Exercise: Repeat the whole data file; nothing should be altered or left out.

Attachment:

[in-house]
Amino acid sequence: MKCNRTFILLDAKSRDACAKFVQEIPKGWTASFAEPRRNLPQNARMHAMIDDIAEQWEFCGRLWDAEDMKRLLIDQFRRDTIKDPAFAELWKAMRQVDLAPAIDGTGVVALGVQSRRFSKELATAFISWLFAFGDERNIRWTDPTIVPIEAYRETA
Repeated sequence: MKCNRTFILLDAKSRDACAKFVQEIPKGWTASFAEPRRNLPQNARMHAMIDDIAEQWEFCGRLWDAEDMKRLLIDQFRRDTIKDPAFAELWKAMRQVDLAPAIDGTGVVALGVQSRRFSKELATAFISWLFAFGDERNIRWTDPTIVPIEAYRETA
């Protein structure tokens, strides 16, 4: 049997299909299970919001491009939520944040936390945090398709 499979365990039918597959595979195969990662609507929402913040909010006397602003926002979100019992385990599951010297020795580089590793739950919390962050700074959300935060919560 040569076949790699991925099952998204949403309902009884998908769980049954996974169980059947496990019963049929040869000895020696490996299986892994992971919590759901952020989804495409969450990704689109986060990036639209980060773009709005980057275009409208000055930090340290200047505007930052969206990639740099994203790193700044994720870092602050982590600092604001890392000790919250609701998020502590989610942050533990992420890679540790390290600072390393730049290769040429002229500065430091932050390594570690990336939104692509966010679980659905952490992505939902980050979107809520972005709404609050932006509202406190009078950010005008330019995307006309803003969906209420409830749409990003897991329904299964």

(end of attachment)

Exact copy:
[in-house]
Amino acid sequence: MKCNRTFILLDAKSRDACAKFVQEIPKGWTASFAEPRRNLPQNARMHAMIDDIAEQWEFCGRLWDAEDMKRLLIDQFRRDTIKDPAFAELWKAMRQVDLAPAIDGTGVVALGVQSRRFSKELATAFISWLFAFGDERNIRWTDPTIVPIEAYRETA
Repeated sequence: MKCNRTFILLDAKSRDACAKFVQEIPKGWTASFAEPRRNLPQNARMHAMIDDIAEQWEFCGRLWDAEDMKRLLIDQFRRDTIKDPAFAELWKAMRQVDLAPAIDGTGVVALGVQSRRFSKELATAFISWLFAFGDERNIRWTDPTIVPIEAYRETA
């Protein structure tokens, strides 16, 4: 049997299909299970919001491009939520944040936390945090398709 499979365990039918597959595979195969990662609507929402913040909010006397602003926002979100019992385990599951010297020795580089590793739950919390962050700074959300935060919560 040569076949790699991925099952998204949403309902009884998908769980049954996974169980059947496990019963049929040869000895020696490996299986892994992971919590759901952020989804495409969450990704689109986060990036639209980060773009709005980057275009409208000055930090340290200047505007930052969206990639740099994203790193700044994720870092602050982590600092604001890392000790919250609701998020502590989610942050533990992420890679540790390290600072390393730049290769040429002229500065430091932050390594570690990336939104692509966010679980659905952490992505939902980050979107809520972005709404609050932006509202406190009078950010005008330019995307006309803003969906209420409830749409990003897991329904299964």